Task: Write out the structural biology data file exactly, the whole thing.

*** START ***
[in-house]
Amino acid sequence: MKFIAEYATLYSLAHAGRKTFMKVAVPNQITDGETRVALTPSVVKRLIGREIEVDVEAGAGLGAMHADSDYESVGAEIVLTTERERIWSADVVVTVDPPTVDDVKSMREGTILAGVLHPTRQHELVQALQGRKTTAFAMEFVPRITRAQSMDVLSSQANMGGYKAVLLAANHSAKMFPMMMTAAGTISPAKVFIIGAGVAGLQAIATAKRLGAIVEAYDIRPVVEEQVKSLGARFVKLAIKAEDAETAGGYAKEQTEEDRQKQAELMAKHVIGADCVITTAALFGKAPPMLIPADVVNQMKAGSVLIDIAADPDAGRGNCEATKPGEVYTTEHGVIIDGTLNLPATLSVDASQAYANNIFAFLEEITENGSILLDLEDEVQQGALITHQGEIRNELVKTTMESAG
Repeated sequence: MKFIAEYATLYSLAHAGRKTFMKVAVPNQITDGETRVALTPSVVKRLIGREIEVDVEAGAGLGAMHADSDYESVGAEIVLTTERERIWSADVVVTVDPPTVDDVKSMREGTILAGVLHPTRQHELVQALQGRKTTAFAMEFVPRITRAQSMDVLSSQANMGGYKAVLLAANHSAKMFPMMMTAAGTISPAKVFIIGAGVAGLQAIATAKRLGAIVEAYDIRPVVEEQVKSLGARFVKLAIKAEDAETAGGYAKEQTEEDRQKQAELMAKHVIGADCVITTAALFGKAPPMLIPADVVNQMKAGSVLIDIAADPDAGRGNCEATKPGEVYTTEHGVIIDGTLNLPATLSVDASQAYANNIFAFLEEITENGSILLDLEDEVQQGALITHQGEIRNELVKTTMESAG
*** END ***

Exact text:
[in-house]
Amino acid sequence: MKFIAEYATLYSLAHAGRKTFMKVAVPNQITDGETRVALTPSVVKRLIGREIEVDVEAGAGLGAMHADSDYESVGAEIVLTTERERIWSADVVVTVDPPTVDDVKSMREGTILAGVLHPTRQHELVQALQGRKTTAFAMEFVPRITRAQSMDVLSSQANMGGYKAVLLAANHSAKMFPMMMTAAGTISPAKVFIIGAGVAGLQAIATAKRLGAIVEAYDIRPVVEEQVKSLGARFVKLAIKAEDAETAGGYAKEQTEEDRQKQAELMAKHVIGADCVITTAALFGKAPPMLIPADVVNQMKAGSVLIDIAADPDAGRGNCEATKPGEVYTTEHGVIIDGTLNLPATLSVDASQAYANNIFAFLEEITENGSILLDLEDEVQQGALITHQGEIRNELVKTTMESAG
Repeated sequence: MKFIAEYATLYSLAHAGRKTFMKVAVPNQITDGETRVALTPSVVKRLIGREIEVDVEAGAGLGAMHADSDYESVGAEIVLTTERERIWSADVVVTVDPPTVDDVKSMREGTILAGVLHPTRQHELVQALQGRKTTAFAMEFVPRITRAQSMDVLSSQANMGGYKAVLLAANHSAKMFPMMMTAAGTISPAKVFIIGAGVAGLQAIATAKRLGAIVEAYDIRPVVEEQVKSLGARFVKLAIKAEDAETAGGYAKEQTEEDRQKQAELMAKHVIGADCVITTAALFGKAPPMLIPADVVNQMKAGSVLIDIAADPDAGRGNCEATKPGEVYTTEHGVIIDGTLNLPATLSVDASQAYANNIFAFLEEITENGSILLDLEDEVQQGALITHQGEIRNELVKTTMESAG